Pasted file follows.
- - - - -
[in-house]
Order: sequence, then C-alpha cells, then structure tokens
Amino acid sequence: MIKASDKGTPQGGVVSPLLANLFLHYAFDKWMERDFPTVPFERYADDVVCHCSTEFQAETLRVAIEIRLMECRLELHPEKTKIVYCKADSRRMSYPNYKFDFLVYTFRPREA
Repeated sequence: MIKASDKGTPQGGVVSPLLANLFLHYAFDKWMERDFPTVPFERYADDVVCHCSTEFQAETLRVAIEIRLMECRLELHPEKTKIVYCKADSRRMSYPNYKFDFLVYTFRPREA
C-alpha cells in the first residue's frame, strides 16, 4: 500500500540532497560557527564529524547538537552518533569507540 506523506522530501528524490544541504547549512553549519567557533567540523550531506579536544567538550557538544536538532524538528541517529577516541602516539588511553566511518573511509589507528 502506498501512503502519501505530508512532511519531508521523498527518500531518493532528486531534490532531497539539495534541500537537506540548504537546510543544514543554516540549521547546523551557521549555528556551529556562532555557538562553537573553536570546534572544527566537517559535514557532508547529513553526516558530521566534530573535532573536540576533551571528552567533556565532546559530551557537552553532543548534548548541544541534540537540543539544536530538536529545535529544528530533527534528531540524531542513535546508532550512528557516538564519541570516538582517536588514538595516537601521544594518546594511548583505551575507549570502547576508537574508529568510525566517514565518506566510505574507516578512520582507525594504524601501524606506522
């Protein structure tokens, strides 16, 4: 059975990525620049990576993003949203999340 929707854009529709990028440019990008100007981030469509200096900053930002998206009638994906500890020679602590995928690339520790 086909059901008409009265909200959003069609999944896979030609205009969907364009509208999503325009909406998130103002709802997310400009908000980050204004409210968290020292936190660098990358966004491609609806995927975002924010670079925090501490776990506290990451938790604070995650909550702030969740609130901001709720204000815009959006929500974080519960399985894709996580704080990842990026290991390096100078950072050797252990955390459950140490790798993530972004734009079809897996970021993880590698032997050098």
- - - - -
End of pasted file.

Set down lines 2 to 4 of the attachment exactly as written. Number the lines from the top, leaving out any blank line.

Order: sequence, then C-alpha cells, then structure tokens
Amino acid sequence: MIKASDKGTPQGGVVSPLLANLFLHYAFDKWMERDFPTVPFERYADDVVCHCSTEFQAETLRVAIEIRLMECRLELHPEKTKIVYCKADSRRMSYPNYKFDFLVYTFRPREA
Repeated sequence: MIKASDKGTPQGGVVSPLLANLFLHYAFDKWMERDFPTVPFERYADDVVCHCSTEFQAETLRVAIEIRLMECRLELHPEKTKIVYCKADSRRMSYPNYKFDFLVYTFRPREA